Thursday, May 8, 2008

Visitation, Parental Alienation Syndrome, and Contempt of Court

I cannot express my feelings when I read Vengeful mothers leave good fathers powerless to see child, says judge in The London Times. Not that we do hear of these kind of stories over here. I had a PAS case about ten years ago.

The “drip, drip, drip of venom” poured into the daughter’s ears by the mother included accusations of sexual abuse against the innocent father after the couple divorced, the judge said.

The former wife’s tactics were so successful that the daughter wrote to her father when she was 9 saying that she wished he was dead. The daughter is now 14. The identity of the family must be kept secret to protect her privacy.

Some times the best examples come from some place else. I have to remind people all too often that the responsibility for protecting one's rights lies with themselves and not the courts. Unattended for too long, I would say that this kind of case would have a similar outcome here as it did in England:

Lord Justice Ward told the father that the case was bordering on scandalous but the court was compelled to act solely in the best interests of the child. The girl would be too distressed if she was forced to spend time with her father after her mother’s “corrupting” campaign, he said.

“The father complains bitterly, passionately and with every justification that the law is sterile, impotent and utterly useless - we have to acknowledge there is a degree of force in what he says,” the judge told the Court of Appeal Civil Division.

By the way, bloody relations and Family Lore have written on this case. Bloody relations also posted a link to Enforcing Contact Orders: The Children and Adoption Act 2006. The blogs provide a bit more insight into the specific case and to the British statute but the abstract of the statute strikes me with a few resemblances to our Parenting Time Guidelines with one great difference. There does seem to be one great difference: a government agency that can proactively.

I say the solution lies with the non-custodial parent asserting their rights. I will agree wholeheartedly that our own courts would do well to take the same degree of action for denying visitation as they do for failing to pay child support. We do have statutes authorizing some forms of third party supervision, but all are discretionary with the trial court: IC 31-14-13-5 (Paternity cases: Supervision of placement); and IC 31-17-6(Appointment of Guardians Ad Litem and Court Appointed Special Advocates). What I cannot agree with is a presumption of shared custody.
Between 15,000 and 20,000 couples go to court to resolve child access disputes each year. Campaigners say that the courts too often side with the mother, are too ready to believe what she says and rarely take action if contact orders are flouted. They want courts to start from a legal presumption of shared parenting between mothers and fathers.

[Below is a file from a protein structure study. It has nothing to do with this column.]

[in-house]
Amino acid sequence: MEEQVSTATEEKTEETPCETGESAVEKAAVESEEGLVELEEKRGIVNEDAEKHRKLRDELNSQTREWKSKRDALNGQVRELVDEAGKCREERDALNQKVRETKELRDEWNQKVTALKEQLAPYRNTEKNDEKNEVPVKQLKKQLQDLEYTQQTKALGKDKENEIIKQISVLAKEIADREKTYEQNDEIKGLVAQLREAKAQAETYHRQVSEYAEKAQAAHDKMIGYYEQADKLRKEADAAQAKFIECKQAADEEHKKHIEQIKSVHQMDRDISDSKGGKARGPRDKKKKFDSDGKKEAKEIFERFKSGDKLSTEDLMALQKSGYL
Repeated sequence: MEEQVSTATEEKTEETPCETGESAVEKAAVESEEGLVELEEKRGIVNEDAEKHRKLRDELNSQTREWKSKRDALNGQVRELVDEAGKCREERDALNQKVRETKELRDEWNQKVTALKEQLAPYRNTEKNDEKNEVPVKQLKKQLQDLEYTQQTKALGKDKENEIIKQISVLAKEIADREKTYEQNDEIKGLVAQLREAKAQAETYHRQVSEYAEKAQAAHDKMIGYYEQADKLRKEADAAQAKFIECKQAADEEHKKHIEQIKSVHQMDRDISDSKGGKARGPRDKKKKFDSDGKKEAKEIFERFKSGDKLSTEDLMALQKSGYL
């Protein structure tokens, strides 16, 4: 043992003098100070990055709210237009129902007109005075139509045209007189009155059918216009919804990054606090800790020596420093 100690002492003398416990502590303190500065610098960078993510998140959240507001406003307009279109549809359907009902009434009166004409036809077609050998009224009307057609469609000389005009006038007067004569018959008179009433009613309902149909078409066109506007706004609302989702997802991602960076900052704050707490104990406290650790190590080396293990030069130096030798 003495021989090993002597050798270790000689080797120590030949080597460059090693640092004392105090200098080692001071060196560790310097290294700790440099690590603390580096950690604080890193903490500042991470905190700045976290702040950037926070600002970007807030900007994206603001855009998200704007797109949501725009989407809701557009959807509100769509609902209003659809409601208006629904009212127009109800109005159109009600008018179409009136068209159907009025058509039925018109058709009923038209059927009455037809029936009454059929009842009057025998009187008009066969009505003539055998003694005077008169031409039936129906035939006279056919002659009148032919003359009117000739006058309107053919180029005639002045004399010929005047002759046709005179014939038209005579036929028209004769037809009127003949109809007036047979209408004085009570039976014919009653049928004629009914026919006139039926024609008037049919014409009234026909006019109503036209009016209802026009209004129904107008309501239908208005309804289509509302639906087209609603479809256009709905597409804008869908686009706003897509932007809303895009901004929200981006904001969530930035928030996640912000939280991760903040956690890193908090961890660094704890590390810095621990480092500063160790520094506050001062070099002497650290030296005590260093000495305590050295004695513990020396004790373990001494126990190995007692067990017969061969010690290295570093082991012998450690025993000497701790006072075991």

Again, bloody relations has a very long post on how her experience with shared custody in England. My experience with joint custody is why I am not encouraged by the prospect of a shared parenting presumption. What has been my experience? Fathers bullying mothers into joint custody so that they can keep a measure of control over the mother or two parents incapable of working together for the child's best interests.

I can think of something that would change my mind about a shared parenting presumption: parenting classes as a prerequisite to shared custody.

What is the non-custodial parent to do?
  1. Bring a contempt action against the custodial parent for every interference with parenting time. Time consuming but I can think of no better way to get the court's attention.
  2. If the custodial parent's interference is great enough, file a petition to modify custody.
It is then for the court to pay attention to the problem caused by the custodial parent.

Then, too, there are two other entities that need to pay attention to this problem. The first is the general public who pay taxes funding our judicial system. Why? Because they influence the General Assembly who pass the legislation upon which our family law runs and have the power denied the courts to create a more responsive system.


concernedfather said...

my son lives with his mother in Indian, I have made several attempts to contact him, his mother has turned off a cell phone that I purchased and pay the bill on, and her sister has answered the phone and told me you are not talking to him and hung up the phone, the mother does the same thing, is this parental interference and can I file charges on the sister, since she is neither a parent or guardian of my son.

Sam Hasler said...

Once again, I have to explain why there is a disclaimer to this blog, why this blog does not exist to answer specific legal questions.

It is unclear what jurisdiction's law covers this matter. Therefore, any advice may range from the bad to practicing law without a license.

What needs to be done is to contact a lawyer directly.